In celebration of the launch of his superb new video and single Grey, we were blessed with the chance to interview creative composer and artist Mauricio Morales, to find out more about the release, the journey that led to it, and what lies ahead. Here’s the conversation in full.
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Hi Mauricio – a real pleasure to talk, thanks for the opportunity. For those new to your work, where did your journey begin, and how would you define the sound of your latest upcoming release Grey?
The pleasure is all mine. My journey as an artist started fairly recently. I released my first record Luna in 2021, in which I wrote music for a 10-piece band. What I’ve been trying to do since then is to be as genuine as possible and allow myself to explore all the things that I love within my music. You can hear very strong influences from movie and video game scores, for example, as well as a very good amount of improvisation, which comes from my background in jazz.
In the case of my new releases, Grey being one of them, I am attempting to connect with my non musician self. When I look back to the days I fell in love with music at first I realize that I wasn’t listening to instrumental music at all, so I thought it would be exciting to see where my ear led me if I tried add another layer my writing, this being lyrics and the human voice. However, it was important to me that when I did this I didn’t disregard all the other things that make feel excited about music.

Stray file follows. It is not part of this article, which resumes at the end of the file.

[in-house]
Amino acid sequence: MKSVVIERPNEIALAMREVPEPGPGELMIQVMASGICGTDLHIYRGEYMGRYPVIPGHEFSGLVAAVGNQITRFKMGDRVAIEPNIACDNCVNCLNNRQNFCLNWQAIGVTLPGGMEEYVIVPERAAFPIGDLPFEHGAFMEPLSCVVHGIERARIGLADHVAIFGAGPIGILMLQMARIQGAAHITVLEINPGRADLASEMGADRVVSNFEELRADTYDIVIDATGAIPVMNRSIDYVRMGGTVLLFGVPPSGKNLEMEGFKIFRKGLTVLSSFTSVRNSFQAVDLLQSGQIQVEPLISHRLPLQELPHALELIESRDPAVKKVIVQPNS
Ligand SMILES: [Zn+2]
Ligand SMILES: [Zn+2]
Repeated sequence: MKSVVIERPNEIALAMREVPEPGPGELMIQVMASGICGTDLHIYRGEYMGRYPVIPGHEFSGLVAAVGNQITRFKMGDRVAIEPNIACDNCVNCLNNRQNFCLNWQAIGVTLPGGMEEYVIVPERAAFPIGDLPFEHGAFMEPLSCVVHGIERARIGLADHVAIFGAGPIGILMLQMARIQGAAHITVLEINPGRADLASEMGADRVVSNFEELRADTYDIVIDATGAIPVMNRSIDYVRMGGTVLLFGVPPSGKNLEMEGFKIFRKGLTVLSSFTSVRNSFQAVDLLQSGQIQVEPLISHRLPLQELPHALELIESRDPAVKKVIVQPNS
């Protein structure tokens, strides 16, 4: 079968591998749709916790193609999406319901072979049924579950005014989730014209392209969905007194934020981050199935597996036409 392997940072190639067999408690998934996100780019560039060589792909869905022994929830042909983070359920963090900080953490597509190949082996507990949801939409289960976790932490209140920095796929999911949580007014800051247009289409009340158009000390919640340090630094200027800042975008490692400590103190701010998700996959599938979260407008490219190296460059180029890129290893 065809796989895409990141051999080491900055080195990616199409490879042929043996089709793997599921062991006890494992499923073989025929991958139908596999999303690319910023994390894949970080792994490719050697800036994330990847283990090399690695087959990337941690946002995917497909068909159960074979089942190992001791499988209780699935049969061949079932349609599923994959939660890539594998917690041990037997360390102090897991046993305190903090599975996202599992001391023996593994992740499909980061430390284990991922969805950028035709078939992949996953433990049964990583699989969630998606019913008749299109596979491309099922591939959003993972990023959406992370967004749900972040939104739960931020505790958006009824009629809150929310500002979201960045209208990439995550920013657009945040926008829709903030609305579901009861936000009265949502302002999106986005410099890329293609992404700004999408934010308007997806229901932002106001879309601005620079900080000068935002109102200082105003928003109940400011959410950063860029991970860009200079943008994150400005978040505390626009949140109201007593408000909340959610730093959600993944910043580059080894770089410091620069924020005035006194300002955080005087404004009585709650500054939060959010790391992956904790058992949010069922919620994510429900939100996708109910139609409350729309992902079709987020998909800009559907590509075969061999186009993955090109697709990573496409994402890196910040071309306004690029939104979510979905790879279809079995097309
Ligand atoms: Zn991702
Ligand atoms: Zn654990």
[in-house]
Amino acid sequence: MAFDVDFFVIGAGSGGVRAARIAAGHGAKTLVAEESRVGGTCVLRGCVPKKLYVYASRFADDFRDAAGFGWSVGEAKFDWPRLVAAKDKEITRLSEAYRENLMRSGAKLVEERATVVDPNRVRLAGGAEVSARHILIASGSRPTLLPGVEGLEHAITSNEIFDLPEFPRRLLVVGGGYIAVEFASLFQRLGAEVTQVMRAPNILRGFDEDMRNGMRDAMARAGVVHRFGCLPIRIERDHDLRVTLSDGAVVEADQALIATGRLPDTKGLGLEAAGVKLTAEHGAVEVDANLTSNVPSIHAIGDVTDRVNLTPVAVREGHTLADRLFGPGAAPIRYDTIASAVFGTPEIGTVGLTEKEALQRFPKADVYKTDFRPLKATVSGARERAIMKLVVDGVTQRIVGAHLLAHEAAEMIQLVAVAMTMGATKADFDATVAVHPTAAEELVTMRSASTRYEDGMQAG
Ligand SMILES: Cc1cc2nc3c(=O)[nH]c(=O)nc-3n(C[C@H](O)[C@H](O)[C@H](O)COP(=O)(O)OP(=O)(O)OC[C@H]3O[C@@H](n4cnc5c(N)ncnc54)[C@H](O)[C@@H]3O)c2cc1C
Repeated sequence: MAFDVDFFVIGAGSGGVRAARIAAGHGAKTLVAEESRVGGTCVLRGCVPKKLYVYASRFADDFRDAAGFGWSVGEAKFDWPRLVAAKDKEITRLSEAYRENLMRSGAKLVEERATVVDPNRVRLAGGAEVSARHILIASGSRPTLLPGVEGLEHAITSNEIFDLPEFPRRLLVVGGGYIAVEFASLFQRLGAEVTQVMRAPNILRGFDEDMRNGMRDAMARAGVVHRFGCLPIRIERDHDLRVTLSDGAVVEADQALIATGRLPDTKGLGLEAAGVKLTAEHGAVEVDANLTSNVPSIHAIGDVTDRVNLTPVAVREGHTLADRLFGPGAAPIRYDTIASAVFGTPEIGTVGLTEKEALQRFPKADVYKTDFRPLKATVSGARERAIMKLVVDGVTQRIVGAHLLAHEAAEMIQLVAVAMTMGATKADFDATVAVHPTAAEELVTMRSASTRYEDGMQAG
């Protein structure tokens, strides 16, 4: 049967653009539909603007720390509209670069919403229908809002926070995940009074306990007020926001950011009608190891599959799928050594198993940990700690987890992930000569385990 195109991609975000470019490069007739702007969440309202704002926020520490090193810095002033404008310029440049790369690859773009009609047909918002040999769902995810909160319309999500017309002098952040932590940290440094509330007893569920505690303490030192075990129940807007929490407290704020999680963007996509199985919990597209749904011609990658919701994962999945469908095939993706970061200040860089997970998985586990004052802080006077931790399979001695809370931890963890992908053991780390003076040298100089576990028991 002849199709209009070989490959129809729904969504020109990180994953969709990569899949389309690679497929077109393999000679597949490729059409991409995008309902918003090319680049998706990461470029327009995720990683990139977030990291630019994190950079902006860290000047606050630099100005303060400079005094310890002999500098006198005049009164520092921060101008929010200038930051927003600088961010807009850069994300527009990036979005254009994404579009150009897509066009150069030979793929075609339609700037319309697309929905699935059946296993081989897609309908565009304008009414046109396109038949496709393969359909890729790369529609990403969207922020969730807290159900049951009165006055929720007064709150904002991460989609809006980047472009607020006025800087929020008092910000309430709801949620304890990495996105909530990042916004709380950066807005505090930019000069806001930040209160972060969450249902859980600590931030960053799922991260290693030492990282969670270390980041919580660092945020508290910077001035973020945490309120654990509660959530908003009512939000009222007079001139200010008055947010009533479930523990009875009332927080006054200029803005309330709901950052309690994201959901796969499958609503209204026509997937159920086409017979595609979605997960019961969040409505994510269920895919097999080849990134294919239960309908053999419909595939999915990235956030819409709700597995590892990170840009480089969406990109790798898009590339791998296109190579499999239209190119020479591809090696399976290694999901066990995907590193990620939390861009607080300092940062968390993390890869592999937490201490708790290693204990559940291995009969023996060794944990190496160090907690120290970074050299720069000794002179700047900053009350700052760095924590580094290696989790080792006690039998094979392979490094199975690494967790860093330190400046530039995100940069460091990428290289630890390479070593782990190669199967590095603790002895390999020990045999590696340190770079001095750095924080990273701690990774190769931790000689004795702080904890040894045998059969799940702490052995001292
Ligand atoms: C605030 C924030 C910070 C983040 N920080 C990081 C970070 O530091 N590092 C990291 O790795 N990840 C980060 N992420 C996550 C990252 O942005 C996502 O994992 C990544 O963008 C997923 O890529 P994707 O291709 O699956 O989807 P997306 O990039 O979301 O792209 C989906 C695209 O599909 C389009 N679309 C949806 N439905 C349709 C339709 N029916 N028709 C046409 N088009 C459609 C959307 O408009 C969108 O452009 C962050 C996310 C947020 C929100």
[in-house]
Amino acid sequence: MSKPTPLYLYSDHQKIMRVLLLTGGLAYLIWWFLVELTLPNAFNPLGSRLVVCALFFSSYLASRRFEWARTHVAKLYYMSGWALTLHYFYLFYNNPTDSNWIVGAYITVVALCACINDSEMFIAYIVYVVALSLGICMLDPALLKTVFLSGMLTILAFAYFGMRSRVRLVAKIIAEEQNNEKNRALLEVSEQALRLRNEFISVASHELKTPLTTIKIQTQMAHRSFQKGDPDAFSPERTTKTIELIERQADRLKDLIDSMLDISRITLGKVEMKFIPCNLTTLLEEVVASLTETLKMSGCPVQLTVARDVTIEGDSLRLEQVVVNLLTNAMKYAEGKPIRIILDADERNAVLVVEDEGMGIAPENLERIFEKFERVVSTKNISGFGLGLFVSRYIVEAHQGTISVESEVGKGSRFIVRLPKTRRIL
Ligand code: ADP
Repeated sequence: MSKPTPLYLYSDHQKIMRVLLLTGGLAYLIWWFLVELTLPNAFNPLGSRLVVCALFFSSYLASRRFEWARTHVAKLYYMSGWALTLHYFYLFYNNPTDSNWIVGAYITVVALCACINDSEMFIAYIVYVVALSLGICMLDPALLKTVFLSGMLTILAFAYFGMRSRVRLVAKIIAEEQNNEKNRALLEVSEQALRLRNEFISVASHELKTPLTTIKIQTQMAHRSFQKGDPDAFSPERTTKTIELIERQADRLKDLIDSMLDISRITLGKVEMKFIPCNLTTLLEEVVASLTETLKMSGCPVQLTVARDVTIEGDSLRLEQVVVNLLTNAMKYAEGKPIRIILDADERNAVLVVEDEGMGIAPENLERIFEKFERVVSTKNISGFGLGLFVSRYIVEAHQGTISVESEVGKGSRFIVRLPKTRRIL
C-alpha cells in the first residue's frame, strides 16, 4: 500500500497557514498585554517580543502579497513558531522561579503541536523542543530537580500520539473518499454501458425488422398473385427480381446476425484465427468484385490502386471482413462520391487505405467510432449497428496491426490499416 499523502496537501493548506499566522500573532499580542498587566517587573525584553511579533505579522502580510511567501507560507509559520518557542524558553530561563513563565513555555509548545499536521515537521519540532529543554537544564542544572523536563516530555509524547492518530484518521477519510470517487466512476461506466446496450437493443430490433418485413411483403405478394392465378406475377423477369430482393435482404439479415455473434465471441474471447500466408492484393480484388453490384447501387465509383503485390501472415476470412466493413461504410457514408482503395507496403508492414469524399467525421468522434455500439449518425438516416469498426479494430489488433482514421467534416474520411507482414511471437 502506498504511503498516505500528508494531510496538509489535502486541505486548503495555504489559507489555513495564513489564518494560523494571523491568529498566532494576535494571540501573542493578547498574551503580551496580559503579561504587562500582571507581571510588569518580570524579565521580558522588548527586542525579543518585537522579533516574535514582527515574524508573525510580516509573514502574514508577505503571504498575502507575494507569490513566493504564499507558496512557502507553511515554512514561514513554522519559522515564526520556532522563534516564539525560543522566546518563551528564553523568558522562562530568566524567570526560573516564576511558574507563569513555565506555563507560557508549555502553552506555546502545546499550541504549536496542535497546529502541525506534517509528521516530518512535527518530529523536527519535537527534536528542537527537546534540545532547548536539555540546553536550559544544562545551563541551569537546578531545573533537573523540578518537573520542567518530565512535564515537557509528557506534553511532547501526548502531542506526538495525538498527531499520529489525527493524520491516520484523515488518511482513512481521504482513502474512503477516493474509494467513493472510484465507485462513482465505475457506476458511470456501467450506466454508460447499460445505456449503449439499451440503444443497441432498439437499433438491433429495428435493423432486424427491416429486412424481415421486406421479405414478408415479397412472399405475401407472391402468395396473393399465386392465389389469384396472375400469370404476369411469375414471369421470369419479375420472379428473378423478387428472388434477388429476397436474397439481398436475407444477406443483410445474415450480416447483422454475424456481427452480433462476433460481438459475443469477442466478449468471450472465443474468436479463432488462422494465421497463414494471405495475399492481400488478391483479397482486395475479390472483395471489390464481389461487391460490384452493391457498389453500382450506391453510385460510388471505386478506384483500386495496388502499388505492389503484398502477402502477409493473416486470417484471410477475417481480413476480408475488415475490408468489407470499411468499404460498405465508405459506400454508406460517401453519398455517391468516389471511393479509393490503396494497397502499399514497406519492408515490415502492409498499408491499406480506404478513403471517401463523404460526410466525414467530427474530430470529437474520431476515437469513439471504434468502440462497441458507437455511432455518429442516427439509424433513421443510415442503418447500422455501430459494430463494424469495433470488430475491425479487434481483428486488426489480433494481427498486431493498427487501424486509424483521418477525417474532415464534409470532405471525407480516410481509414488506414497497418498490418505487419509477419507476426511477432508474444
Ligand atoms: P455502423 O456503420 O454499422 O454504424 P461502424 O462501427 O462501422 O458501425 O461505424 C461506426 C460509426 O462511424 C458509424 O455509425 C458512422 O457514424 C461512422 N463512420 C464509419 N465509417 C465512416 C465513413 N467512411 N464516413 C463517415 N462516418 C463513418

Now, going back to the question regarding how I would define the sound of Grey, I have to admit that I have had a hard time labeling it. The reason is precisely because I want to let go of any creative limitations. Like a kid in a playground I want to be able to allow myself to be curious and see where that leads me. The result is exactly that. A mixture between modern jazz and singer songwriter of sorts.
The track features an increasingly big-band arrangement, with unique vocals and melodies paving the way towards a sort of chaos after the calm. What’s the single about conceptually, and how do you, as a composer, connect the instrumental aspect to the feelings or stories that inspired it?
For me, as a composer, the music always comes first. It has a lot to do with how I experienced music growing up. Back then I would mostly listen to music that was written in English and yet, growing up in Mexico, I did not speak the language. That forced me to focus on melody, harmony and rhythm before lyrics. At this point this is just how my brain is wired.
So all the music, including the arrangement, was written first. After that I met up with Mark Pelli and suggested a collaboration. All the melodies, with the exception for the one in the chorus were already written so we mostly had to add lyrics to them.
We started working on a verse for a little bit and then I had to go. The next time I met him, which was probably no longer than a couple of days after, he had already written all the lyrics himself, recorded a good amount of vocals and was in the process of coming up with a chorus. Honestly I just sat down and let him do what he does best.
In what ways did studying Music at Berklee College influence or impact your approach to and/or enjoyment of music?